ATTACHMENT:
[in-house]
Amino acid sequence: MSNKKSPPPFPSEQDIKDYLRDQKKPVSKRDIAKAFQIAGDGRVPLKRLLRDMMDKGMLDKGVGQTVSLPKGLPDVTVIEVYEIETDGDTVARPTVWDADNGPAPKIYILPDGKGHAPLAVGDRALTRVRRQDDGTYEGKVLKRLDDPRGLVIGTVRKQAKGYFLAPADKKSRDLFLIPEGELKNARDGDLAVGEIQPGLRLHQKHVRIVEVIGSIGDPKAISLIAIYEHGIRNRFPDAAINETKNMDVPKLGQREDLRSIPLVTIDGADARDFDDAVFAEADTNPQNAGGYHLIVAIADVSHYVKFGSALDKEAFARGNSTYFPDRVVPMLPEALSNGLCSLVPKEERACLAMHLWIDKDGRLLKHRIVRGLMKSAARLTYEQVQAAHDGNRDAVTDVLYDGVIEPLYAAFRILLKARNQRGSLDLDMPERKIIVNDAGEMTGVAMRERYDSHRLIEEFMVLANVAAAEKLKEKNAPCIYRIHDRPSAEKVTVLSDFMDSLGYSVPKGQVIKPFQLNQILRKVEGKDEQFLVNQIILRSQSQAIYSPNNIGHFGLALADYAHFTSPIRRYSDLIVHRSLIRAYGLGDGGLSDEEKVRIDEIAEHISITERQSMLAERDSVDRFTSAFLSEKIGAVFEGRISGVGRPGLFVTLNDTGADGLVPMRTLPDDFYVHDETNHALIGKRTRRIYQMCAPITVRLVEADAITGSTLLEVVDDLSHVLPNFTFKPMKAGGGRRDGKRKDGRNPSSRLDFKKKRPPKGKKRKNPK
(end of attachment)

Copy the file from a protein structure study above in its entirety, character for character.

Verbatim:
[in-house]
Amino acid sequence: MSNKKSPPPFPSEQDIKDYLRDQKKPVSKRDIAKAFQIAGDGRVPLKRLLRDMMDKGMLDKGVGQTVSLPKGLPDVTVIEVYEIETDGDTVARPTVWDADNGPAPKIYILPDGKGHAPLAVGDRALTRVRRQDDGTYEGKVLKRLDDPRGLVIGTVRKQAKGYFLAPADKKSRDLFLIPEGELKNARDGDLAVGEIQPGLRLHQKHVRIVEVIGSIGDPKAISLIAIYEHGIRNRFPDAAINETKNMDVPKLGQREDLRSIPLVTIDGADARDFDDAVFAEADTNPQNAGGYHLIVAIADVSHYVKFGSALDKEAFARGNSTYFPDRVVPMLPEALSNGLCSLVPKEERACLAMHLWIDKDGRLLKHRIVRGLMKSAARLTYEQVQAAHDGNRDAVTDVLYDGVIEPLYAAFRILLKARNQRGSLDLDMPERKIIVNDAGEMTGVAMRERYDSHRLIEEFMVLANVAAAEKLKEKNAPCIYRIHDRPSAEKVTVLSDFMDSLGYSVPKGQVIKPFQLNQILRKVEGKDEQFLVNQIILRSQSQAIYSPNNIGHFGLALADYAHFTSPIRRYSDLIVHRSLIRAYGLGDGGLSDEEKVRIDEIAEHISITERQSMLAERDSVDRFTSAFLSEKIGAVFEGRISGVGRPGLFVTLNDTGADGLVPMRTLPDDFYVHDETNHALIGKRTRRIYQMCAPITVRLVEADAITGSTLLEVVDDLSHVLPNFTFKPMKAGGGRRDGKRKDGRNPSSRLDFKKKRPPKGKKRKNPK